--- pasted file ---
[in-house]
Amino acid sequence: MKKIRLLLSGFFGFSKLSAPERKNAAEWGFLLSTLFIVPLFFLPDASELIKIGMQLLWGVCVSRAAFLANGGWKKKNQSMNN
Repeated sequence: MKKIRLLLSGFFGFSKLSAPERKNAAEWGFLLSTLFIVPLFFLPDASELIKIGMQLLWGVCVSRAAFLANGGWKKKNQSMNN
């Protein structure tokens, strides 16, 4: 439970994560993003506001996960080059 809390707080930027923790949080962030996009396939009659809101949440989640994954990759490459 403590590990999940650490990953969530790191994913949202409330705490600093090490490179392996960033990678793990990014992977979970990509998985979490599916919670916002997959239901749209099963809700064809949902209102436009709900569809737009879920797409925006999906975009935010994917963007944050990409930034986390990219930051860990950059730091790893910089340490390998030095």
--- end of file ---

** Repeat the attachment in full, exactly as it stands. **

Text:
[in-house]
Amino acid sequence: MKKIRLLLSGFFGFSKLSAPERKNAAEWGFLLSTLFIVPLFFLPDASELIKIGMQLLWGVCVSRAAFLANGGWKKKNQSMNN
Repeated sequence: MKKIRLLLSGFFGFSKLSAPERKNAAEWGFLLSTLFIVPLFFLPDASELIKIGMQLLWGVCVSRAAFLANGGWKKKNQSMNN
């Protein structure tokens, strides 16, 4: 439970994560993003506001996960080059 809390707080930027923790949080962030996009396939009659809101949440989640994954990759490459 403590590990999940650490990953969530790191994913949202409330705490600093090490490179392996960033990678793990990014992977979970990509998985979490599916919670916002997959239901749209099963809700064809949902209102436009709900569809737009879920797409925006999906975009935010994917963007944050990409930034986390990219930051860990950059730091790893910089340490390998030095």